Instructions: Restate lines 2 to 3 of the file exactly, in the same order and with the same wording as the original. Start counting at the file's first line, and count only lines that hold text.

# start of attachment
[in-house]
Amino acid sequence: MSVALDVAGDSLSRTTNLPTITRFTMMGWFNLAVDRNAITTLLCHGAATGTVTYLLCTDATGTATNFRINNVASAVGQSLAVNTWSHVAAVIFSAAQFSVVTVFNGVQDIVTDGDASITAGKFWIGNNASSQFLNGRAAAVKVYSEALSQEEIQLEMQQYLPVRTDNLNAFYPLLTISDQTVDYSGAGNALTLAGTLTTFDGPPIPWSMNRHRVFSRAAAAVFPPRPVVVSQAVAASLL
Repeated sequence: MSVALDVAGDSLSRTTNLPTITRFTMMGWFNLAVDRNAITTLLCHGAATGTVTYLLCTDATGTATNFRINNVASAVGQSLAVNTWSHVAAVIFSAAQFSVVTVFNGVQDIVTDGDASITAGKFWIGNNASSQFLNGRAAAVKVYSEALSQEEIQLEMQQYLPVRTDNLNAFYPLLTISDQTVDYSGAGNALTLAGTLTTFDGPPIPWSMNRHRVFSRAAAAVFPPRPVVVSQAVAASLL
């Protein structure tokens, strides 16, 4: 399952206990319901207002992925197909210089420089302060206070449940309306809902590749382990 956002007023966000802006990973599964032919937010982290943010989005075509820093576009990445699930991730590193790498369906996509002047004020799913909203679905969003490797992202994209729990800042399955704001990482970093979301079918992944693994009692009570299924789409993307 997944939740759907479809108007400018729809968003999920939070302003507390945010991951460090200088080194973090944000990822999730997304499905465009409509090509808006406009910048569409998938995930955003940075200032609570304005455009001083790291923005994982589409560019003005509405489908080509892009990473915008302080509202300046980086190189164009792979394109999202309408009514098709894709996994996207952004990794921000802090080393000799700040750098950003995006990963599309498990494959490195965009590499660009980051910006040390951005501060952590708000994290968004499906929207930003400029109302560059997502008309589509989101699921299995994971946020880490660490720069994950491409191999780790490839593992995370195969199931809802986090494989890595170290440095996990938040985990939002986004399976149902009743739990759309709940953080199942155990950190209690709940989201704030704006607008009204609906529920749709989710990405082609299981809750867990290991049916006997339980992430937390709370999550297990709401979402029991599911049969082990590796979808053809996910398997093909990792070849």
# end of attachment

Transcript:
Amino acid sequence: MSVALDVAGDSLSRTTNLPTITRFTMMGWFNLAVDRNAITTLLCHGAATGTVTYLLCTDATGTATNFRINNVASAVGQSLAVNTWSHVAAVIFSAAQFSVVTVFNGVQDIVTDGDASITAGKFWIGNNASSQFLNGRAAAVKVYSEALSQEEIQLEMQQYLPVRTDNLNAFYPLLTISDQTVDYSGAGNALTLAGTLTTFDGPPIPWSMNRHRVFSRAAAAVFPPRPVVVSQAVAASLL
Repeated sequence: MSVALDVAGDSLSRTTNLPTITRFTMMGWFNLAVDRNAITTLLCHGAATGTVTYLLCTDATGTATNFRINNVASAVGQSLAVNTWSHVAAVIFSAAQFSVVTVFNGVQDIVTDGDASITAGKFWIGNNASSQFLNGRAAAVKVYSEALSQEEIQLEMQQYLPVRTDNLNAFYPLLTISDQTVDYSGAGNALTLAGTLTTFDGPPIPWSMNRHRVFSRAAAAVFPPRPVVVSQAVAASLL